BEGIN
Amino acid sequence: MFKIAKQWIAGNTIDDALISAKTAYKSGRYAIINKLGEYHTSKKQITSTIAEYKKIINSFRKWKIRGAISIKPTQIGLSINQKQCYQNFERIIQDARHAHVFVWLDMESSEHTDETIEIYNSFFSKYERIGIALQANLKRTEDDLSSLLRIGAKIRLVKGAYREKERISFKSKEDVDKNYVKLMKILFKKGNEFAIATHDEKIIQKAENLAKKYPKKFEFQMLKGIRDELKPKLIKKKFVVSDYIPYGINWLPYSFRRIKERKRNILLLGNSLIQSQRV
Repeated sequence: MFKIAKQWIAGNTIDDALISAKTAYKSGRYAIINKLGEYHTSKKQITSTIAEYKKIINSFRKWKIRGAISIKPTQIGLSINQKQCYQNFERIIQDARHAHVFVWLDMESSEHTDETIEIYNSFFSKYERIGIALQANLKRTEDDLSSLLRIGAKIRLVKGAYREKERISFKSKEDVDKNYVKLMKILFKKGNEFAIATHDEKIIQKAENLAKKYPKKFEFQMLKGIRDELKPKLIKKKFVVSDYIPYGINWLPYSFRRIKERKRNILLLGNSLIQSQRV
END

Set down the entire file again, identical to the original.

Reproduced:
Amino acid sequence: MFKIAKQWIAGNTIDDALISAKTAYKSGRYAIINKLGEYHTSKKQITSTIAEYKKIINSFRKWKIRGAISIKPTQIGLSINQKQCYQNFERIIQDARHAHVFVWLDMESSEHTDETIEIYNSFFSKYERIGIALQANLKRTEDDLSSLLRIGAKIRLVKGAYREKERISFKSKEDVDKNYVKLMKILFKKGNEFAIATHDEKIIQKAENLAKKYPKKFEFQMLKGIRDELKPKLIKKKFVVSDYIPYGINWLPYSFRRIKERKRNILLLGNSLIQSQRV
Repeated sequence: MFKIAKQWIAGNTIDDALISAKTAYKSGRYAIINKLGEYHTSKKQITSTIAEYKKIINSFRKWKIRGAISIKPTQIGLSINQKQCYQNFERIIQDARHAHVFVWLDMESSEHTDETIEIYNSFFSKYERIGIALQANLKRTEDDLSSLLRIGAKIRLVKGAYREKERISFKSKEDVDKNYVKLMKILFKKGNEFAIATHDEKIIQKAENLAKKYPKKFEFQMLKGIRDELKPKLIKKKFVVSDYIPYGINWLPYSFRRIKERKRNILLLGNSLIQSQRV